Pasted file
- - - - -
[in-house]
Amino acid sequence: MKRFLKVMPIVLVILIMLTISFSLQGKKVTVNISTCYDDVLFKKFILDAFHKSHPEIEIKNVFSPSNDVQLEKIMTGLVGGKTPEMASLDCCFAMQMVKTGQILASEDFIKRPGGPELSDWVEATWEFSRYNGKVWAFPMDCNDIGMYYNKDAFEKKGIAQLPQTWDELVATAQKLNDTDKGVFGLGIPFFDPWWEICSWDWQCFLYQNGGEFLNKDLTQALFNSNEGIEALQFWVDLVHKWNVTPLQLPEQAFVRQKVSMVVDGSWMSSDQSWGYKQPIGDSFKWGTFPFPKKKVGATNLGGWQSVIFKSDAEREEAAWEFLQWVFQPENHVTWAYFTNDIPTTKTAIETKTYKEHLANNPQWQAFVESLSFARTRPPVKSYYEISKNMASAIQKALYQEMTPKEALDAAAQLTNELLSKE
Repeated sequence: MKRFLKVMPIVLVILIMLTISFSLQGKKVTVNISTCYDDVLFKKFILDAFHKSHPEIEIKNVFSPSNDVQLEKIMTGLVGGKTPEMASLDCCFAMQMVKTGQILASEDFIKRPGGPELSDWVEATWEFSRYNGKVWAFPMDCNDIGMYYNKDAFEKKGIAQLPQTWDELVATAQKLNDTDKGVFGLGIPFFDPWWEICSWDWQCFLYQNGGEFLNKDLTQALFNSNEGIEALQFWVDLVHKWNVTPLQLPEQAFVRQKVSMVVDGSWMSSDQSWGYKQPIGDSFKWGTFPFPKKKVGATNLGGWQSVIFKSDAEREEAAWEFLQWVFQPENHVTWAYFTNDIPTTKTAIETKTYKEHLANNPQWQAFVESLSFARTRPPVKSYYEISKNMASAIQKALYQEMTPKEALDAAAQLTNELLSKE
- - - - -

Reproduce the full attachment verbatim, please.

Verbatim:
[in-house]
Amino acid sequence: MKRFLKVMPIVLVILIMLTISFSLQGKKVTVNISTCYDDVLFKKFILDAFHKSHPEIEIKNVFSPSNDVQLEKIMTGLVGGKTPEMASLDCCFAMQMVKTGQILASEDFIKRPGGPELSDWVEATWEFSRYNGKVWAFPMDCNDIGMYYNKDAFEKKGIAQLPQTWDELVATAQKLNDTDKGVFGLGIPFFDPWWEICSWDWQCFLYQNGGEFLNKDLTQALFNSNEGIEALQFWVDLVHKWNVTPLQLPEQAFVRQKVSMVVDGSWMSSDQSWGYKQPIGDSFKWGTFPFPKKKVGATNLGGWQSVIFKSDAEREEAAWEFLQWVFQPENHVTWAYFTNDIPTTKTAIETKTYKEHLANNPQWQAFVESLSFARTRPPVKSYYEISKNMASAIQKALYQEMTPKEALDAAAQLTNELLSKE
Repeated sequence: MKRFLKVMPIVLVILIMLTISFSLQGKKVTVNISTCYDDVLFKKFILDAFHKSHPEIEIKNVFSPSNDVQLEKIMTGLVGGKTPEMASLDCCFAMQMVKTGQILASEDFIKRPGGPELSDWVEATWEFSRYNGKVWAFPMDCNDIGMYYNKDAFEKKGIAQLPQTWDELVATAQKLNDTDKGVFGLGIPFFDPWWEICSWDWQCFLYQNGGEFLNKDLTQALFNSNEGIEALQFWVDLVHKWNVTPLQLPEQAFVRQKVSMVVDGSWMSSDQSWGYKQPIGDSFKWGTFPFPKKKVGATNLGGWQSVIFKSDAEREEAAWEFLQWVFQPENHVTWAYFTNDIPTTKTAIETKTYKEHLANNPQWQAFVESLSFARTRPPVKSYYEISKNMASAIQKALYQEMTPKEALDAAAQLTNELLSKE